I am still amazed as I drive to UNO how many homes remain abandoned nearly 5 years after the storm. From Lakeview to Gentilly, you can still see the signs that many have not returned, for one reason or another. There is still so much work that needs to be done, and the oil spill only adds to it. As much as I am enjoying my time here with Cece and friends, Katrina still haunts my visits….
Cece began her internship on Monday with Blake Haney (of Dirty Coast t-shirts and the gallery Canary on Julia Street). As I drop her off at Canary, I get a chance to visit with two of my most favorite people in the whole world—Blake Haney and Zack Smith. Zack is a great photographer—he recently organized a show at Canary that showcased some of his work. He inspires me to make better photos. Blake is just a superhuman entrepreneur. Everything he touches turns to gold. Blake inspires me more than he realizes. I admire how he can do so many things well and still be a “normal” (in a New Orleans way) and wonderful person.
Cece is very excited about this opportunity, and apparently her first tasks include interviewing New Orleanians about their post-Katrina experiences in rebuilding their lives and the city. Blake intends to put these interviews up on the web as part of his Five-Year Katrina Anniversary rememberance. I am looking forward to being interviewed for this by Cece. I am sure she has heard it all before, of how we basically landed on our feet once I got the job in Texas. No doubt—Killeen has been good to us, and I have seen my responsibilities grow up there. I don’t think I would be a Dean if I had stayed at UNO after the storm. Hell, I probably would be looking for a job again this year if I stayed at UNO. But our hearts are still in New Orleans, and it amazes me when I tell people that basically we’ve been coming home every three or four months since the storm. There is no other place I want to be. I just “work” in Killeen.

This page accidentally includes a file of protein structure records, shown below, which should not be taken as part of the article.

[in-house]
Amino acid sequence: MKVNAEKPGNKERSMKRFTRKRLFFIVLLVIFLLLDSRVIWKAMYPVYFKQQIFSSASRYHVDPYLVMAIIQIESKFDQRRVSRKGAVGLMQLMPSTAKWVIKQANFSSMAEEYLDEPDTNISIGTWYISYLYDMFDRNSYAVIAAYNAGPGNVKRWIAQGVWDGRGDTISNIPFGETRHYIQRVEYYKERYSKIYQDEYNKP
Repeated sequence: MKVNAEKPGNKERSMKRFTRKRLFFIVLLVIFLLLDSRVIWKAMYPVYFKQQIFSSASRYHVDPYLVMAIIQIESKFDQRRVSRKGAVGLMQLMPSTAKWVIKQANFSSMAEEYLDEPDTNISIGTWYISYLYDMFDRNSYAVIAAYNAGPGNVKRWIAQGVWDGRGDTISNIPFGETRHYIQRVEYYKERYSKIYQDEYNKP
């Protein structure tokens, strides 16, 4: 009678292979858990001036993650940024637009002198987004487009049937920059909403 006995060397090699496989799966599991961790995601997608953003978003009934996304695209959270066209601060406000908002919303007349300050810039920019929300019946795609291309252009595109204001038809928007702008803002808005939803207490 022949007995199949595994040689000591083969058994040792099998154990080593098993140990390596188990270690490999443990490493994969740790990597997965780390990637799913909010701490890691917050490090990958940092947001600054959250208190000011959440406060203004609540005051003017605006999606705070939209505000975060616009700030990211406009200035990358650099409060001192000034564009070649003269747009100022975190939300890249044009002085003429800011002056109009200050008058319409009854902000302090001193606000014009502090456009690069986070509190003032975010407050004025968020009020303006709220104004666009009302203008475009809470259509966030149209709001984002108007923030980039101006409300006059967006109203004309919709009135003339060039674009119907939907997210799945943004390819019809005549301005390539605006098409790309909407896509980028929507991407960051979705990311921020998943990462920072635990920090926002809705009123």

I spent much of the day “working.” I am trying to work at least 4 hours a day from the internet. I can’t fall behind with work, and I find that I can keep up with it from the computer. I found myself answering email, phone calls, and grading papers from the convenience of various coffee shops in town.
This “work” reminded me of the last time I really did this—during the Fall Semester 2005 at UNO. UNO was the only university still holding classes after the storm. They were all online. I ended up teaching an Intro to Sociology course with 250 students in it—all ONLINE. I had taught online before, but THIS course really tested my organization and online course delivery skills. During that time, I would find myself like I did today at Café Envie in the Quarter downloading papers and grading them. Managing a course of over 200 students, no matter how the course is delivered, is no easy task. But a good cup of coffee and the sounds of New Orleans street-life does help.
Cece got out of work early on Monday—a rather “normal” phenomenon here in New Orleans. We work when we need to, and stop when we’re done. There is no such thing as clock-time in New Orleans. That is what frustrates outsiders the most. For some outsiders, it is so confusing that they end up leaving the city or never coming back. To a certain extent, that’s ok. New Orleans takes a certain kind of unique person to live here.
We ended up back in the Quarter. There is so much to do and catch up with there. We started to do the things that were so much of how we spent summers in New Orleans before. Walk down the Moonwalk. Take the elevator to the top of the W Hotel. Gaze at the city from the wide great window in the W Lobby. Avoid getting drenched by the afternoon rain. Give directions to tourists. Enjoy being truly ourselves.